In a small office in the Madison Courthouse Annex, Oliver Bradley works to provide the best benefits for veterans and their families. For 21 years, Bradley has worn the official title of County Veterans Service Officer, or CVSO, as he has aided veterans and their families on issues such as education, health care, pensions and employment. Before taking the position of CVSO, Bradley was the Executive Director of the Boys and Girls Club for 10 years and worked with the State of Florida as a mental health coordinator before he started work at the Veterans Service Office. His previous employment kept him commuting between Madison and Valdosta once or twice a day. “This position became open and being a veteran and in the V.A system I applied,” said Bradley. “I saw an opportunity to help other veterans.” Bradley says his favorite part of being Madison and Jefferson County’s CVSO is “being able to help veterans get the benefits that they need in order to keep their way of living or bettering their way of living.” His job doesn’t just aid veterans, but spouses and sometimes the children of veterans who are still dependant on their parent. “A lot of the spouses’ husbands are deceased, so I work with a lot of widows,” Bradley says. His job is to see to it that the best medical treatment, healthcare, financial aid and benefits are available for the veterans or veteran dependants who need it. Bradley’s main task is for V.A. referrals for , home loans and pensions for veterans who can no longer remain in the work force or have served in a wartime and suffered injury or disease from their time of service. He helps secure education benefits for the veterans and veteran dependants alike. Bradley has partnered up with employment agencies such as Career Source to help the Madison County veterans who are in the job market secure a profession. Bradley says he loves his job and there have been many situations where he has helped a veteran or a dependant get the help they could’ve never gotten on their own. Those moments of triumph make the job completely worthwhile. “There have been several claims, but one in particular… a veteran had put a claim in and the claim had been denied. We had to track that claim for 10 years and he finally received his 100 percent service connected disability [pension],” said Bradley. “It took a lot of work, but we eventually got it and that made me feel like it was really worthwhile. He got all of his back pay and the best treatment he could receive.” On a general basis, just seeing the lives of Madison County Veterans improve is enough of a reward for the work he is doing here. “Especially with healthcare being so costly, [seeing] their way of life be improved through the system, through healthcare,” said Bradley. Another triumph that Bradley spoke proudly of was the success of getting the County Commissioners to approve an agreement with Big Bend Transit to shuttle the county’s veterans to Lake City to get treatment. Having a shuttle option open could be a complete game-changer for veterans who do not have the personal transportation to get there, or who have gotten to a point that driving themselves 60 miles just isn’t possible any longer. “We would like to encourage all of the veterans to enroll in the V.A healthcare system,” said Bradley. Even for those who may not yet need the benefits that the system provides, Bradley still encourages them to enroll. “We would like for them to enroll in the system, so that, when the day comes, it will already be set up for them.” He furthers his encouragement, saying that even he wishes that veterans would come in and check to see if there are any benefits already due to them. “When they [Korean and Vietnam veterans] came back home, they just went back to work and never did look into the V.A system,” said Bradley. “We want to encourage them now to see if there are benefits available.” Bradley lives in Madison with his wife, Jackie; a soon-to-be retiring P.E teacher at Madison County Central School. They have a son, Joshua, who plays on the MCHS Cowboys football team. His office in Madison can be found at 229 SE Pickney St. within the Courthouse Annex. He can be found there during any hour within the normal workday on Mondays, Thursdays and Fridays. Bradley’s office in Monticello can be located at 445 West Palmer Mill St. He can be found there during normal work hours on Tuesdays and Wednesdays.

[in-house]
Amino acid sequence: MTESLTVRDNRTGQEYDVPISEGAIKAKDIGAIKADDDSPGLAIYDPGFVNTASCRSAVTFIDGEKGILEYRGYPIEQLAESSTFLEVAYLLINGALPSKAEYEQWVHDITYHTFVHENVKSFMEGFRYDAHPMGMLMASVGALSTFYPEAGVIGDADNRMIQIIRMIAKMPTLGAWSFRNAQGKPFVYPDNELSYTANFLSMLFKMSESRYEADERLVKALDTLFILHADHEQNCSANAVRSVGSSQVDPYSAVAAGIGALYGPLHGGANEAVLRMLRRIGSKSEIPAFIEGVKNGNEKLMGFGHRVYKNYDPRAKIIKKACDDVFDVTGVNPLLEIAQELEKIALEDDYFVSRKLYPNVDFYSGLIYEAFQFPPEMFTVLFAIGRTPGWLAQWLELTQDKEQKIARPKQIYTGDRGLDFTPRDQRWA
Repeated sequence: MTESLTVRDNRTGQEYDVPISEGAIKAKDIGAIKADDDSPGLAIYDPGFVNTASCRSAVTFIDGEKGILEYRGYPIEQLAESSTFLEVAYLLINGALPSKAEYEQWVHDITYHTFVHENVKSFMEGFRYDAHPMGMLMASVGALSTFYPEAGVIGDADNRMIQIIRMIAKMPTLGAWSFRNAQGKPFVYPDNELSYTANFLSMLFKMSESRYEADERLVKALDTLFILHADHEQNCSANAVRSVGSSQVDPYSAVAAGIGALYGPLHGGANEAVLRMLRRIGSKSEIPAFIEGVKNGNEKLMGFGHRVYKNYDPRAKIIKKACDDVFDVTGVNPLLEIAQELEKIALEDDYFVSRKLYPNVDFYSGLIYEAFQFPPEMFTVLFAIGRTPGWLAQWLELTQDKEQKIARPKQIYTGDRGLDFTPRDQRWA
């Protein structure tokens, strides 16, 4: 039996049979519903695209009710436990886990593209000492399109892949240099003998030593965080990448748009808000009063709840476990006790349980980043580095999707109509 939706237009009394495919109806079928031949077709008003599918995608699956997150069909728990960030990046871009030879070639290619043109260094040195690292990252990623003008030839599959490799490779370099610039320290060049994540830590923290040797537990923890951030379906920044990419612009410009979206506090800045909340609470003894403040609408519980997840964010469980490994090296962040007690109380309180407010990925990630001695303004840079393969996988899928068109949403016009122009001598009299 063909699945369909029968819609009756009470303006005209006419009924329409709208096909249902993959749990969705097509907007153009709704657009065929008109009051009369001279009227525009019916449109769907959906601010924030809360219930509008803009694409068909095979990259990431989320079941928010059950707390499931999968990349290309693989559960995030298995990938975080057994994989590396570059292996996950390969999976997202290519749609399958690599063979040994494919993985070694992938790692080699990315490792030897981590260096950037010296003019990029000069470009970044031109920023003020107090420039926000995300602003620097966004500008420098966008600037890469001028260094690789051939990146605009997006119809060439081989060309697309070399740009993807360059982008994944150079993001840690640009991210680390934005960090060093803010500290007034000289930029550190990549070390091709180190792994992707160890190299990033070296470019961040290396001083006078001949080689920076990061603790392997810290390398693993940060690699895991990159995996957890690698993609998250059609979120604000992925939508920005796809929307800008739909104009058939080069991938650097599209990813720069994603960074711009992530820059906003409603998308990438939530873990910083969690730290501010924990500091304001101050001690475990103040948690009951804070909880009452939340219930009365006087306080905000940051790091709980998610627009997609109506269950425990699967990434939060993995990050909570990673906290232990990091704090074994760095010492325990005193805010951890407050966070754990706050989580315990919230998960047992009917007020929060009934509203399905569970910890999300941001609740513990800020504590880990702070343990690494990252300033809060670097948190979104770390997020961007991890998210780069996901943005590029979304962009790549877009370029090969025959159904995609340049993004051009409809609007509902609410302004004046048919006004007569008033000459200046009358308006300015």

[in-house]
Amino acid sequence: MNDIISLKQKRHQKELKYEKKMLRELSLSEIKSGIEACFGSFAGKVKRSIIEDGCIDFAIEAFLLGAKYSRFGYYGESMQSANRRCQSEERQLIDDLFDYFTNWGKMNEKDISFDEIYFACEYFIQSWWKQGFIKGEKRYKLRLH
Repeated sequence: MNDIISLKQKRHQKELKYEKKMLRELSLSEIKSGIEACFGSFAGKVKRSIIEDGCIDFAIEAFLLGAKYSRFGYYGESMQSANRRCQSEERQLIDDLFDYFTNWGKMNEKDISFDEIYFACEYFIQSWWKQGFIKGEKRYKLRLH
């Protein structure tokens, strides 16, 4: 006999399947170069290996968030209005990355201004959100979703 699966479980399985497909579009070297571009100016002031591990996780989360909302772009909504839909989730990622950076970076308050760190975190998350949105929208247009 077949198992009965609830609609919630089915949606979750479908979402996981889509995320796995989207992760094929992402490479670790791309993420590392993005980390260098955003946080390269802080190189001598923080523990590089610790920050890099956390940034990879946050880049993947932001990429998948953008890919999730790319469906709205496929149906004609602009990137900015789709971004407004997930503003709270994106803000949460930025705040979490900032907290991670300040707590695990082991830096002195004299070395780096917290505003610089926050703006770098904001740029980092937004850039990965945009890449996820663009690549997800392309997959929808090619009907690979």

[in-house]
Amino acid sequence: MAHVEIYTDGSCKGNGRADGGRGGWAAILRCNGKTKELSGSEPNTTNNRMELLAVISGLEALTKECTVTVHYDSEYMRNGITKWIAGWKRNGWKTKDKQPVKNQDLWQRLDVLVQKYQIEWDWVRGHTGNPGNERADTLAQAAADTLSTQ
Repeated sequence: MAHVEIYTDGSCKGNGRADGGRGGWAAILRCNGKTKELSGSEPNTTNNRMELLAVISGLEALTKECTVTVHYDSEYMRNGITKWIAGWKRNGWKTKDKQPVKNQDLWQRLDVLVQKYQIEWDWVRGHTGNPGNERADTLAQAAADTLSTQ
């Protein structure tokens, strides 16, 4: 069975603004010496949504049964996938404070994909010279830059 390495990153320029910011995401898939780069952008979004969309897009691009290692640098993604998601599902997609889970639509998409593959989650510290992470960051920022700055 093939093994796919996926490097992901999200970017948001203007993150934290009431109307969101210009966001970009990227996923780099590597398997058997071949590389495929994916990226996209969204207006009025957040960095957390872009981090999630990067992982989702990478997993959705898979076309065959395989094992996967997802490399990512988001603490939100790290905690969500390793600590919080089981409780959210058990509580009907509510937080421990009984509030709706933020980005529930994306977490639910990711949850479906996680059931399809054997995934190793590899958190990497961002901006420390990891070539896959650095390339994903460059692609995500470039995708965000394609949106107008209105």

Oliver Bradley; County Veterans Service Officer